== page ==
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dc.contributor.authorAquilina, Mario-
dc.date.accessioned2020-09-28T11:07:43Z-
dc.date.available2020-09-28T11:07:43Z-
dc.date.issued2017-
dc.identifier.citationAquilina, M. (2017). The CounterText review : Brian Dillon’s Essayism and the return of the essay. CounterText, 3(3), 423-429.en_GB
dc.identifier.urihttps://www.um.edu.mt/library/oar/handle/123456789/60801-
dc.description.abstractEssayism. By Brian Dillon (London: Fitzcarraldo Editions, 2017) 152pp. £10.99 French paperback with flaps. The essay returns, again. It returns as a countertextual form in a post-literary ‘domain’ in which what has a ‘claim on the literary’ is, as Ivan Callus and James Corby put it, ‘more open and freer than ever’ (Callus and Corby 2015: v). It continues to loosen the elastic limits around ‘literature’, helping to accentuate the sense that we are witnessing ‘an expanded con- ception of literature’ (Callus and Corby 2017: 71). The expansion of literature in the post-literary takes various forms, and involves, for instance, literature stretching its print-based canonised spaces further onto digital or electronic platforms and sites for performance. It involves Bob Dylan being awarded the Nobel Prize for Literature in 2016. It also involves the non-fiction writer, Svetlana Alexievich, receiving the Prize in 2015 and in so doing becoming the first since Winston Churchill (in 1953) to receive the award while not being mostly known for one of the three main genres of literature. The post-literary includes the return of the essay as a countertextual form. Speaking at the 2017 Arts Foundation Creative Non-Fiction Award Ceremony, Marina Warner highlights a current interest in non-fiction writing, which, for her, marks the ‘return of an older, plural notion of literature’ that confounds the distinction between fiction and non-fiction.1 Implied in Warner’s claim is the idea that what Houman Barekat describes as the ‘recent glut’ of writing that ‘enlist[s] elements associated with Life-writing, philosophy and memoir’ into the domain of literary fiction is not entirely new but the re-adaptation of previously existing modulations of literature (Barekat 2017).en_GB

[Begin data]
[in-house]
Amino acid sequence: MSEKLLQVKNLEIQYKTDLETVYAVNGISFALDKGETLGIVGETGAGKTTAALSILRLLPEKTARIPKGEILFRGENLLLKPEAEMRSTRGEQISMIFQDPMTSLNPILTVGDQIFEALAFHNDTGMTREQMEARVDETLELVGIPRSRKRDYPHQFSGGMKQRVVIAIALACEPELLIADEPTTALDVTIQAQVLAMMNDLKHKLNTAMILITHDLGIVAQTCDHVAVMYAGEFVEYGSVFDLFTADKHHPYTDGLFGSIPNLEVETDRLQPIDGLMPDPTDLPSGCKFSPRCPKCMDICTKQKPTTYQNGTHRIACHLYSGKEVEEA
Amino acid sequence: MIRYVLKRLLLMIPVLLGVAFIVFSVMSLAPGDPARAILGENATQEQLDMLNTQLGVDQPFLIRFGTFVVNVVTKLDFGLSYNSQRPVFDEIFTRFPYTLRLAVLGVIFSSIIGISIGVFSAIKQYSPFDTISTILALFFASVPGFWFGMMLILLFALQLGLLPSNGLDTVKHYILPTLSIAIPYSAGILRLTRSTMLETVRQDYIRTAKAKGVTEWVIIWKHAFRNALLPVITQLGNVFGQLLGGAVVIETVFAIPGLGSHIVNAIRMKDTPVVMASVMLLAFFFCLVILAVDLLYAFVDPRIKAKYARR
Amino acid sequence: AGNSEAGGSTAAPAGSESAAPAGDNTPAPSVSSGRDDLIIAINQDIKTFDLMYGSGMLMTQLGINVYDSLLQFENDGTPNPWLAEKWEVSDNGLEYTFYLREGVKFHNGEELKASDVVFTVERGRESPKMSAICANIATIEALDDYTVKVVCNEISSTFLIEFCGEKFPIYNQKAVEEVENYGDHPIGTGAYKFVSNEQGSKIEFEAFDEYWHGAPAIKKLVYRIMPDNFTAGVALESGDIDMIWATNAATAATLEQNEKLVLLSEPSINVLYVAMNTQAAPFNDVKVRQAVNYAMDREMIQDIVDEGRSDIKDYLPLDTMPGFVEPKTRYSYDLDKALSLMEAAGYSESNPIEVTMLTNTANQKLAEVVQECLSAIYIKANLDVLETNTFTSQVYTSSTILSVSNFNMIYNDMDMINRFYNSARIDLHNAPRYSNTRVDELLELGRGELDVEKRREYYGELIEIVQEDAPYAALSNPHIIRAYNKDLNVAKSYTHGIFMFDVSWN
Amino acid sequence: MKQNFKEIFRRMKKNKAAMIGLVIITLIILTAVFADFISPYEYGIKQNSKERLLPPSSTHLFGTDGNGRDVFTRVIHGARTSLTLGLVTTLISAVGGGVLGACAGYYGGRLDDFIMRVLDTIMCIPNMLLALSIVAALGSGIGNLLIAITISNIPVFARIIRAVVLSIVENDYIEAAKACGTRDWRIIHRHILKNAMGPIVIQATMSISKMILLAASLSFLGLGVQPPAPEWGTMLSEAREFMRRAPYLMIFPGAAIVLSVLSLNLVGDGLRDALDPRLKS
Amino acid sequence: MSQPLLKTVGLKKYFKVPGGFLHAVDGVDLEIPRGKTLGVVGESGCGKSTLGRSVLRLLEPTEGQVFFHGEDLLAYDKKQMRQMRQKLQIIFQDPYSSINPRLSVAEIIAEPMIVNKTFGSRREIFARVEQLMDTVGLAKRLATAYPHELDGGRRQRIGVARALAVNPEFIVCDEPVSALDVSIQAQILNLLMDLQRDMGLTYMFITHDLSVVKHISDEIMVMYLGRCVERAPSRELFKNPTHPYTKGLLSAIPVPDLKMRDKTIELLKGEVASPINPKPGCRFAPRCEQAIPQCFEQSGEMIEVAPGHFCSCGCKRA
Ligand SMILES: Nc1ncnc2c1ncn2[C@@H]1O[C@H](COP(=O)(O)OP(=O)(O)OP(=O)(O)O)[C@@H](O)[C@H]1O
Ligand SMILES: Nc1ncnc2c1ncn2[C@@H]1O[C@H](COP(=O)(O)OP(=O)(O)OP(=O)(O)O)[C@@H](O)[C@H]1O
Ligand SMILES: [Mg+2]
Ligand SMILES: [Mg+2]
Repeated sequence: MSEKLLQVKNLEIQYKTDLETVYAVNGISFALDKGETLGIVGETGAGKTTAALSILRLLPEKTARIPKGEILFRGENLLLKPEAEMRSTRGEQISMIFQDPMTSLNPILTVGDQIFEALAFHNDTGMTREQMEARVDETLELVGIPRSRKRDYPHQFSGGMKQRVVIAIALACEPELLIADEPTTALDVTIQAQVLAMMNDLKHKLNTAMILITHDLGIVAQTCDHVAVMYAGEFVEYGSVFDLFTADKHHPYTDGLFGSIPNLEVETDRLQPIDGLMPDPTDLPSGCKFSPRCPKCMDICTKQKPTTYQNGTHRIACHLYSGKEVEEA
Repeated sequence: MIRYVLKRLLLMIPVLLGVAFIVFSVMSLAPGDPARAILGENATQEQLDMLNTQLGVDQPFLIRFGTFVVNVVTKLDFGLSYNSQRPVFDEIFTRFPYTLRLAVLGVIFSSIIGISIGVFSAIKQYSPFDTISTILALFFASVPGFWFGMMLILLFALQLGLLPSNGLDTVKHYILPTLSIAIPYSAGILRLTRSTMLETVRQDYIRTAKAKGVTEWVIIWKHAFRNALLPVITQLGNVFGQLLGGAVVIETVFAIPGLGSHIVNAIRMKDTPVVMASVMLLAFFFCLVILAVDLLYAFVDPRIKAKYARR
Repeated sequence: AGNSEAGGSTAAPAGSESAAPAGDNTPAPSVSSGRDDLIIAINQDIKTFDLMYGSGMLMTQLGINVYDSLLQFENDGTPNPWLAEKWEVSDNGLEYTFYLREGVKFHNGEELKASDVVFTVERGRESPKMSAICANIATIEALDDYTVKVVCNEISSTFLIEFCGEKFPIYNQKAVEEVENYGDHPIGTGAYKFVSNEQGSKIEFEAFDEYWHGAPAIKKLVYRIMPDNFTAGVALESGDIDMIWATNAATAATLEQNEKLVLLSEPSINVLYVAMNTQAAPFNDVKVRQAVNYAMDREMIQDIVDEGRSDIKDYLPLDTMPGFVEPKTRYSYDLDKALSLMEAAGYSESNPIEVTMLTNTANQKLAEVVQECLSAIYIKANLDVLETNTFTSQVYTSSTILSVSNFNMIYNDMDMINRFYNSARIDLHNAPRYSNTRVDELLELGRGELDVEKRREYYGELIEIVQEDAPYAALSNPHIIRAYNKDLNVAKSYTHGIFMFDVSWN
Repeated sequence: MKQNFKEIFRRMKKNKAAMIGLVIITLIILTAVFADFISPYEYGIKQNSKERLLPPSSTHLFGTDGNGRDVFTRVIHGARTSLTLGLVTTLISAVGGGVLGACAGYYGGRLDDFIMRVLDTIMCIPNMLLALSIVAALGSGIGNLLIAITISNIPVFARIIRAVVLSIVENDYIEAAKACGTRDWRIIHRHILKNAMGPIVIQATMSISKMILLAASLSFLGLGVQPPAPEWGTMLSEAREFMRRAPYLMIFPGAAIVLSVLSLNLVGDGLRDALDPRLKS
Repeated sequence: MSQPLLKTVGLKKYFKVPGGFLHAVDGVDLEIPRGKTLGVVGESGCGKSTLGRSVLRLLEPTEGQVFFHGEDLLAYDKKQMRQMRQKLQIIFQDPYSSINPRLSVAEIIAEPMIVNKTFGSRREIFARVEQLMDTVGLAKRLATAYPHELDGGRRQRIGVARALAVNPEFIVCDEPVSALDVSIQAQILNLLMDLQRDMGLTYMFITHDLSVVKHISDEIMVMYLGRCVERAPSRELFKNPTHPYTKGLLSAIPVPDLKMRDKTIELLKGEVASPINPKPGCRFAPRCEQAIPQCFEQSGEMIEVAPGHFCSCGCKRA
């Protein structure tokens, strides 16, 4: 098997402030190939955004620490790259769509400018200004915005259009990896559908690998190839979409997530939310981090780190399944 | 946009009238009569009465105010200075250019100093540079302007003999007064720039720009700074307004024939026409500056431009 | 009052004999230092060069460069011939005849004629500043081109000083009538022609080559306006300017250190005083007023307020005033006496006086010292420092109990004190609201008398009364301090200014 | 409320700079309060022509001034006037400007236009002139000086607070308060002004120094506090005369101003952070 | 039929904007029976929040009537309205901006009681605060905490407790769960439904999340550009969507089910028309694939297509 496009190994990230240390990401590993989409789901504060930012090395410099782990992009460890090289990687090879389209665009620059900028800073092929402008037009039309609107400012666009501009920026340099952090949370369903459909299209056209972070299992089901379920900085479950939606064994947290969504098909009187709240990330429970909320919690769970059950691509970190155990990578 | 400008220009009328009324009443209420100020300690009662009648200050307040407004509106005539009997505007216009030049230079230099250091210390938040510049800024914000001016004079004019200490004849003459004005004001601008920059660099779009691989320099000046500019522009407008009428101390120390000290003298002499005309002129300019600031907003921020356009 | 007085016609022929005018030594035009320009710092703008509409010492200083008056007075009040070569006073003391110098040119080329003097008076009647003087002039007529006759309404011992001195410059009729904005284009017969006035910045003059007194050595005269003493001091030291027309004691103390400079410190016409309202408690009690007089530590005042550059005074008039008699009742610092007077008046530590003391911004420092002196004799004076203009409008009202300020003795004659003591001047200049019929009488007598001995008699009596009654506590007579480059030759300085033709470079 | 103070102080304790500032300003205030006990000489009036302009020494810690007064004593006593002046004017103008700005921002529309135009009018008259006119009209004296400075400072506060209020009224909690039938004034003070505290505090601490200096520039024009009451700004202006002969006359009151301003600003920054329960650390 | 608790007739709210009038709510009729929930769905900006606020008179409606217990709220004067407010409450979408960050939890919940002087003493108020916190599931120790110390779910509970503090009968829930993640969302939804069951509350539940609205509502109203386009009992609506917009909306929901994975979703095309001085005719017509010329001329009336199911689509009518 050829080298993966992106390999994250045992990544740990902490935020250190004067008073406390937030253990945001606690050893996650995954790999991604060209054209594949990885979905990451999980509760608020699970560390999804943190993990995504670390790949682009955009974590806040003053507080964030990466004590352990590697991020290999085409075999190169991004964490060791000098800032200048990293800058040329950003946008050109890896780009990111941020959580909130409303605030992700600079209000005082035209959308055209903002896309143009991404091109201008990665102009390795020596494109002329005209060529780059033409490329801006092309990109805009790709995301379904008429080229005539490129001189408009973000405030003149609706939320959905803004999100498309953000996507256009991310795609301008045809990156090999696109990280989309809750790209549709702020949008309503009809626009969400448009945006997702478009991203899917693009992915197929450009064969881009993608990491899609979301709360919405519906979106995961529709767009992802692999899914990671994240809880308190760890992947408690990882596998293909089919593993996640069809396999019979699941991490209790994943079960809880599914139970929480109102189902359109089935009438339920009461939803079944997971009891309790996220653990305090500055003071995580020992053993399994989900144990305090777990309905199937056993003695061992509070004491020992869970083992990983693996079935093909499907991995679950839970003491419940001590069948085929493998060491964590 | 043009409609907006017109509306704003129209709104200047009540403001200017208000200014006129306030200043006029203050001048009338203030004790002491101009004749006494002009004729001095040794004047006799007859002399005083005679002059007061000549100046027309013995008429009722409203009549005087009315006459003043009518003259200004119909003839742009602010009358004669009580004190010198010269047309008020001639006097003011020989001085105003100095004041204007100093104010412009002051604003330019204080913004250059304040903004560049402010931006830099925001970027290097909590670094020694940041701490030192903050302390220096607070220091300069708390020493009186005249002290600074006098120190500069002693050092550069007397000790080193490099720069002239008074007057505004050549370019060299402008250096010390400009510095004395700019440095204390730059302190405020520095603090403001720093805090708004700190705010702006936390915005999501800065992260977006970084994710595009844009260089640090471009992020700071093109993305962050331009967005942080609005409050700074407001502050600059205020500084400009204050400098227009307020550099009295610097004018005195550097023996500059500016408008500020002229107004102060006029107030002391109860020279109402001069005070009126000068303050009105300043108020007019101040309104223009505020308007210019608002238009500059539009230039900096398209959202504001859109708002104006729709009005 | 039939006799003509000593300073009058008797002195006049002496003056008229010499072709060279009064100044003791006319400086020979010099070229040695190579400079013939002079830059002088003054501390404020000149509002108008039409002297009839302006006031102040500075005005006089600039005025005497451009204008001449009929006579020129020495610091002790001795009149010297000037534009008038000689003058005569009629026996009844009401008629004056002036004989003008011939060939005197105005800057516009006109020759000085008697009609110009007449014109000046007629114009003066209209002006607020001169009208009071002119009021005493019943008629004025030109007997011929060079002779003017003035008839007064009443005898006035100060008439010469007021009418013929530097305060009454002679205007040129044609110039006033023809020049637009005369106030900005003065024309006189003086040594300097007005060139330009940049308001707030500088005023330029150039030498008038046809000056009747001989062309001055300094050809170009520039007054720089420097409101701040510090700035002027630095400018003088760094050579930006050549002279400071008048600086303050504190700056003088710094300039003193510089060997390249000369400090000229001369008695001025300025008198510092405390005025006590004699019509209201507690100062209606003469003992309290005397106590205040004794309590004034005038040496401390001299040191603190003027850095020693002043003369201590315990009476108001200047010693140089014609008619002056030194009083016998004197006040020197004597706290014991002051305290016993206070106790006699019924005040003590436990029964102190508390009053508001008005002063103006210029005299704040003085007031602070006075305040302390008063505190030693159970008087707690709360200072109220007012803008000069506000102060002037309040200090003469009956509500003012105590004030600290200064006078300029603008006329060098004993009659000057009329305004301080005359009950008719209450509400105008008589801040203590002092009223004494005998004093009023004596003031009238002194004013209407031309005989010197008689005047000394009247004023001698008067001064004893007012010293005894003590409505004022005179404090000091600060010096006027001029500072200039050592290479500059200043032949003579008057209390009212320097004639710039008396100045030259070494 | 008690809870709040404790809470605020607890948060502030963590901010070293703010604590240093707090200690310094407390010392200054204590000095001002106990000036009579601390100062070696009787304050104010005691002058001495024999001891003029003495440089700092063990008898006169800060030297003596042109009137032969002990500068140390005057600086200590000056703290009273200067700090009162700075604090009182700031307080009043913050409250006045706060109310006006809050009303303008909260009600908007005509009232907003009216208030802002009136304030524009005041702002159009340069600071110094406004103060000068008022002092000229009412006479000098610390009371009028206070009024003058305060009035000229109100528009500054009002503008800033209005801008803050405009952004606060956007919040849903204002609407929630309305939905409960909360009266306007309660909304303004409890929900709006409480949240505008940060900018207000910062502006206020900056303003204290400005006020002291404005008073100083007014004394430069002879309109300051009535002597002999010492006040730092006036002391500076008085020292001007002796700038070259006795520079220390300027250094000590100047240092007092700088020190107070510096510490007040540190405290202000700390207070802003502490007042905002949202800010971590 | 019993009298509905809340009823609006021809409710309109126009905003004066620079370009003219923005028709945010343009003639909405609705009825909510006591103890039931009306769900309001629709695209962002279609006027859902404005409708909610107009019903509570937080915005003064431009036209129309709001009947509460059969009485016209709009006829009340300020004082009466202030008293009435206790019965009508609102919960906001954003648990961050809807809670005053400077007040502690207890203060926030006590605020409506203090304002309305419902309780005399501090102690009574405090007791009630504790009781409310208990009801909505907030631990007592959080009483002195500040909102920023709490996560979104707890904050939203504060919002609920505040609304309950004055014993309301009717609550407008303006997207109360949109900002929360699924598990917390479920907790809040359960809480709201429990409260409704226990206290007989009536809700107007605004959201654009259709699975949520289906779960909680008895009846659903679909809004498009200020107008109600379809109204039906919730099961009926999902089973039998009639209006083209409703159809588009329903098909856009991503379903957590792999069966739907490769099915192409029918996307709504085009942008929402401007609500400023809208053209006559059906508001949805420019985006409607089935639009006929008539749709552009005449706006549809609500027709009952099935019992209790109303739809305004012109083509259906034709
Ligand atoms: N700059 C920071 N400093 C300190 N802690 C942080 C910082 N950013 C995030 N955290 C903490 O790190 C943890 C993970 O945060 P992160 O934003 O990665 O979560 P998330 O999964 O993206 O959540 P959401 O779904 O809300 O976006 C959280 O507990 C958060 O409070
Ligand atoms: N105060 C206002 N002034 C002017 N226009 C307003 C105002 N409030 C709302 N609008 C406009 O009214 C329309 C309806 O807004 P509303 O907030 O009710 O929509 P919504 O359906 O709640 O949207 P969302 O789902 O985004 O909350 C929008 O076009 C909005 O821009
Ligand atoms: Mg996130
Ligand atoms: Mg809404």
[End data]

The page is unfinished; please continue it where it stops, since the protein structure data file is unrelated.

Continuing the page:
dc.language.isoenen_GB
dc.publisherEdinburgh University Pressen_GB
dc.rightsinfo:eu-repo/semantics/restrictedAccessen_GB
dc.subjectDillon, Brian, 1969- -- Criticism and interpretationen_GB
dc.subjectEssayistsen_GB
dc.subjectEssayen_GB
dc.subjectEssay -- Authorshipen_GB
dc.titleThe CounterText review : Brian Dillon’s Essayism and the return of the essayen_GB
dc.typearticleen_GB
dc.rights.holderThe copyright of this work belongs to the author(s)/publisher. The rights of this work are as defined by the appropriate Copyright Legislation or as modified by any successive legislation. Users may access this work and can make use of the information contained in accordance with the Copyright Legislation provided that the author must be properly acknowledged. Further distribution or reproduction in any format is prohibited without the prior permission of the copyright holder.en_GB
dc.description.reviewedpeer-revieweden_GB
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